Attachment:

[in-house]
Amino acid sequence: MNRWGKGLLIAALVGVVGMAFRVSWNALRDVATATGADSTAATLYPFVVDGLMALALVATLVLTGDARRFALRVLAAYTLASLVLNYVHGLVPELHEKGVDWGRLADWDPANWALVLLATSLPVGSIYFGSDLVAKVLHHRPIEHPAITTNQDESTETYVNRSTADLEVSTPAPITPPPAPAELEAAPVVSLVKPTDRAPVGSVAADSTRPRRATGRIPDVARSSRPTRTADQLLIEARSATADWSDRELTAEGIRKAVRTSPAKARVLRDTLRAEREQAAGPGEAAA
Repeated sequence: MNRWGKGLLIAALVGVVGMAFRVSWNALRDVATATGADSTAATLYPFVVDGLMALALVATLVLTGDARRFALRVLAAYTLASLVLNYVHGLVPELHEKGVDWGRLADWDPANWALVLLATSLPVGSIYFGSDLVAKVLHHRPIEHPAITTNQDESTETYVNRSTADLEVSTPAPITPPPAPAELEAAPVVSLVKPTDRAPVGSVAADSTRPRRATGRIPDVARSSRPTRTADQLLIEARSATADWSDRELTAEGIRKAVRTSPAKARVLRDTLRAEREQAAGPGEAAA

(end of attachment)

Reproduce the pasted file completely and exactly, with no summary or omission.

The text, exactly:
[in-house]
Amino acid sequence: MNRWGKGLLIAALVGVVGMAFRVSWNALRDVATATGADSTAATLYPFVVDGLMALALVATLVLTGDARRFALRVLAAYTLASLVLNYVHGLVPELHEKGVDWGRLADWDPANWALVLLATSLPVGSIYFGSDLVAKVLHHRPIEHPAITTNQDESTETYVNRSTADLEVSTPAPITPPPAPAELEAAPVVSLVKPTDRAPVGSVAADSTRPRRATGRIPDVARSSRPTRTADQLLIEARSATADWSDRELTAEGIRKAVRTSPAKARVLRDTLRAEREQAAGPGEAAA
Repeated sequence: MNRWGKGLLIAALVGVVGMAFRVSWNALRDVATATGADSTAATLYPFVVDGLMALALVATLVLTGDARRFALRVLAAYTLASLVLNYVHGLVPELHEKGVDWGRLADWDPANWALVLLATSLPVGSIYFGSDLVAKVLHHRPIEHPAITTNQDESTETYVNRSTADLEVSTPAPITPPPAPAELEAAPVVSLVKPTDRAPVGSVAADSTRPRRATGRIPDVARSSRPTRTADQLLIEARSATADWSDRELTAEGIRKAVRTSPAKARVLRDTLRAEREQAAGPGEAAA